Northampton Saints flanker Lewis Ludlam believes that the song ‘Swing Low, Sweet Chariot’ should continue to be a staple of England games.
Last month, the RFU ordered a review as it has connotations with slavery, with CEO Bill Sweeney later stating that he will not sing it for the foreseeable future.
Some have backed the move by the governing body while others have criticised the decision, but Ludlam, who has earned eight caps for the Red Rose, insists that it still has a place at rugby matches.
“I would disagree, personally, ‘Swing Low’ is something I grew up listening to and singing along to when I went to watch England play when I was younger,” he told Sky Sports.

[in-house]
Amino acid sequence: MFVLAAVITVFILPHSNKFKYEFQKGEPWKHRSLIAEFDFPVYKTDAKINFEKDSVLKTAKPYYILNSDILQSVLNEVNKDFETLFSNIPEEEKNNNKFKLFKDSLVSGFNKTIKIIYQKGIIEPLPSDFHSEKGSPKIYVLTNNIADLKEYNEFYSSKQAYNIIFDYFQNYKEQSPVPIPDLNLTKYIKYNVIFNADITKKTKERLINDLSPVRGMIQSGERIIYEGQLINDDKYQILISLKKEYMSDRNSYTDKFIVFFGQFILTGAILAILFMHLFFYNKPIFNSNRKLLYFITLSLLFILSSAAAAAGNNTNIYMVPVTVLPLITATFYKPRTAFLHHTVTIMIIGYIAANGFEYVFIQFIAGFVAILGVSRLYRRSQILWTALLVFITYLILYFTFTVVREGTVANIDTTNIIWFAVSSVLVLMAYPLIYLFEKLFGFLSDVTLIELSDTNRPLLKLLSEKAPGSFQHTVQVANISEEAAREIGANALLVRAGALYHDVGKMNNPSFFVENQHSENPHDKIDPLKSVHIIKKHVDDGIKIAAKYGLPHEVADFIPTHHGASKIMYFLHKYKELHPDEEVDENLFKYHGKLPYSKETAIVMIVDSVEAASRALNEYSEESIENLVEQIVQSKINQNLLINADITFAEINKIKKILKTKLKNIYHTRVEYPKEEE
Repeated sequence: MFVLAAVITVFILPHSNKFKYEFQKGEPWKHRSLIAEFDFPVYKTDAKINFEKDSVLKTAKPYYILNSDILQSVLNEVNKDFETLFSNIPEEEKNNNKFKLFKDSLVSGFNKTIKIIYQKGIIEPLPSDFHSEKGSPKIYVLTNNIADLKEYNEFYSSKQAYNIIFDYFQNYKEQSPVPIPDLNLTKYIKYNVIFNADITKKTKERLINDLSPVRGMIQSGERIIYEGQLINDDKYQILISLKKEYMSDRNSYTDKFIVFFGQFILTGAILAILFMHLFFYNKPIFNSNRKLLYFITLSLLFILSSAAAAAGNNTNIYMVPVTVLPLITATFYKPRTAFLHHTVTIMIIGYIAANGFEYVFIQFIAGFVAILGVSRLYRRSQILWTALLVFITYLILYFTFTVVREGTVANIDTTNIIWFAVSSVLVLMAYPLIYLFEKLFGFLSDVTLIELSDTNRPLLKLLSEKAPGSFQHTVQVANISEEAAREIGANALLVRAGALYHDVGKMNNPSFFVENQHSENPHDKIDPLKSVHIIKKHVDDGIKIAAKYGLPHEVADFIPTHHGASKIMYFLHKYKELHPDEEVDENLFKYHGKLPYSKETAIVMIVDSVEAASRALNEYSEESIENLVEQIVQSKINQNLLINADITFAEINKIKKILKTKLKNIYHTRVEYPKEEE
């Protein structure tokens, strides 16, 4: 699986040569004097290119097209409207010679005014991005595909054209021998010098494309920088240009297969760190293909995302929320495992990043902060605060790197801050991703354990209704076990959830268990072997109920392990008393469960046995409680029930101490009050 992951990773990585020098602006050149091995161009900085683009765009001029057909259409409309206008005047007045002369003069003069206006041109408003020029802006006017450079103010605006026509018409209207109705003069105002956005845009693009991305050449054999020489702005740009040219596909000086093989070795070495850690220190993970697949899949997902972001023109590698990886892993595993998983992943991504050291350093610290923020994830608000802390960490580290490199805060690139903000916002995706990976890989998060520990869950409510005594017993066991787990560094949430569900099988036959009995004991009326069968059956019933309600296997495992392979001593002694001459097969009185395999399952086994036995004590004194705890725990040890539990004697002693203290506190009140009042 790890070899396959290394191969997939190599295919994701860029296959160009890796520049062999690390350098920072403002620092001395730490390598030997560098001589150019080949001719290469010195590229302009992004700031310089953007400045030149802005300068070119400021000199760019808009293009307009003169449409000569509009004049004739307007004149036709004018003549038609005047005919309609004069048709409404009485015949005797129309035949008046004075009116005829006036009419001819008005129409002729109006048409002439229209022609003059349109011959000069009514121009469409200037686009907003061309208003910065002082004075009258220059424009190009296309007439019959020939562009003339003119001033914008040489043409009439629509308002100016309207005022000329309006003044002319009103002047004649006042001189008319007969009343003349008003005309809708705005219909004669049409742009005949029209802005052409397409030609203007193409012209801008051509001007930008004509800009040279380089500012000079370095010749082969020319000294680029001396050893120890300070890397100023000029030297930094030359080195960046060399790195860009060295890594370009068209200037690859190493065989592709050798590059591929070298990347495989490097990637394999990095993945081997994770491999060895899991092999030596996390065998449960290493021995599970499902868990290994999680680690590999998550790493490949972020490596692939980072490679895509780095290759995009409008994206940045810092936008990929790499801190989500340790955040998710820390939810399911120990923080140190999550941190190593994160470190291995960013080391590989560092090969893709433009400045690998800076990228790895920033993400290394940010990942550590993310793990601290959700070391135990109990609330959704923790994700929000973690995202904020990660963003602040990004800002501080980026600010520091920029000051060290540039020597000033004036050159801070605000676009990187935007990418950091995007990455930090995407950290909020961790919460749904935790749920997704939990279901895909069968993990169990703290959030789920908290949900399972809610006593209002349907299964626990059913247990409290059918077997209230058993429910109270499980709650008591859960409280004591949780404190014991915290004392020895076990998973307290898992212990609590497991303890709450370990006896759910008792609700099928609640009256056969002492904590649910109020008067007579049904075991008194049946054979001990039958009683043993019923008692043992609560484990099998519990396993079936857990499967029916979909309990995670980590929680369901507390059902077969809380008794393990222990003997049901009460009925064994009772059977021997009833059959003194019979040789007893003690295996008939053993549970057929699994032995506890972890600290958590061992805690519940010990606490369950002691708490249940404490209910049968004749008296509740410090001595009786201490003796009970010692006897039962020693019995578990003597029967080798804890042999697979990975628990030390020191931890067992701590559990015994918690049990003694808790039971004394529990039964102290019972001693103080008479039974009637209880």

“I think the meaning of things changes. When you sing Swing Low Sweet Chariot, it’s not in the context of race and slavery anymore.
“Like I said, it is something I grew up singing to, and I don’t think those 50,000 people at Twickenham when they are singing it, even think about the racial connotations behind it.
“It is not something I agree with banning, it is something I enjoy singing, and I think the context and the meaning of the song has changed for me.”